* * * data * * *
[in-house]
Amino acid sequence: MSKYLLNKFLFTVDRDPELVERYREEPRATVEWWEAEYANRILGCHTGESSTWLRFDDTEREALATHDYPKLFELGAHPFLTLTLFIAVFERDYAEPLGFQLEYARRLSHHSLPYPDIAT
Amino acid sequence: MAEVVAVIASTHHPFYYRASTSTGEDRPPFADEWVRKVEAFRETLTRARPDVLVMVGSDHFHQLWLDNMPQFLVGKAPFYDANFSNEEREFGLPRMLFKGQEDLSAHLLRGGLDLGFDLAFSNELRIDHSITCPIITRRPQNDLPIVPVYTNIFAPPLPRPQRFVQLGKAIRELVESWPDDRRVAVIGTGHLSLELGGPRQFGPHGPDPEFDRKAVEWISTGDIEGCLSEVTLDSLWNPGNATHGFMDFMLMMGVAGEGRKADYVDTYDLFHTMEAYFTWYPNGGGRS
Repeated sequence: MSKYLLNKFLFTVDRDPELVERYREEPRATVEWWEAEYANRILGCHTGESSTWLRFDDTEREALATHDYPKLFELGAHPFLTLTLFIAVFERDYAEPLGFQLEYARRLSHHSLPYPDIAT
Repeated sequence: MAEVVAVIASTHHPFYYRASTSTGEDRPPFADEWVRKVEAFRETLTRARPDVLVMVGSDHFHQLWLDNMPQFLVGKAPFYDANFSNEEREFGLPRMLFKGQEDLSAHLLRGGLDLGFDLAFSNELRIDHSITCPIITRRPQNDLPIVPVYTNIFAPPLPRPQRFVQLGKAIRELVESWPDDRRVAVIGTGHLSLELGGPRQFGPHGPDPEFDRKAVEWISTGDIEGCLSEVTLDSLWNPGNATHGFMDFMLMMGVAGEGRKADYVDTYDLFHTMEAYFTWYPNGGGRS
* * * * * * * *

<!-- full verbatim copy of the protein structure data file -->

[in-house]
Amino acid sequence: MSKYLLNKFLFTVDRDPELVERYREEPRATVEWWEAEYANRILGCHTGESSTWLRFDDTEREALATHDYPKLFELGAHPFLTLTLFIAVFERDYAEPLGFQLEYARRLSHHSLPYPDIAT
Amino acid sequence: MAEVVAVIASTHHPFYYRASTSTGEDRPPFADEWVRKVEAFRETLTRARPDVLVMVGSDHFHQLWLDNMPQFLVGKAPFYDANFSNEEREFGLPRMLFKGQEDLSAHLLRGGLDLGFDLAFSNELRIDHSITCPIITRRPQNDLPIVPVYTNIFAPPLPRPQRFVQLGKAIRELVESWPDDRRVAVIGTGHLSLELGGPRQFGPHGPDPEFDRKAVEWISTGDIEGCLSEVTLDSLWNPGNATHGFMDFMLMMGVAGEGRKADYVDTYDLFHTMEAYFTWYPNGGGRS
Repeated sequence: MSKYLLNKFLFTVDRDPELVERYREEPRATVEWWEAEYANRILGCHTGESSTWLRFDDTEREALATHDYPKLFELGAHPFLTLTLFIAVFERDYAEPLGFQLEYARRLSHHSLPYPDIAT
Repeated sequence: MAEVVAVIASTHHPFYYRASTSTGEDRPPFADEWVRKVEAFRETLTRARPDVLVMVGSDHFHQLWLDNMPQFLVGKAPFYDANFSNEEREFGLPRMLFKGQEDLSAHLLRGGLDLGFDLAFSNELRIDHSITCPIITRRPQNDLPIVPVYTNIFAPPLPRPQRFVQLGKAIRELVESWPDDRRVAVIGTGHLSLELGGPRQFGPHGPDPEFDRKAVEWISTGDIEGCLSEVTLDSLWNPGNATHGFMDFMLMMGVAGEGRKADYVDTYDLFHTMEAYFTWYPNGGGRS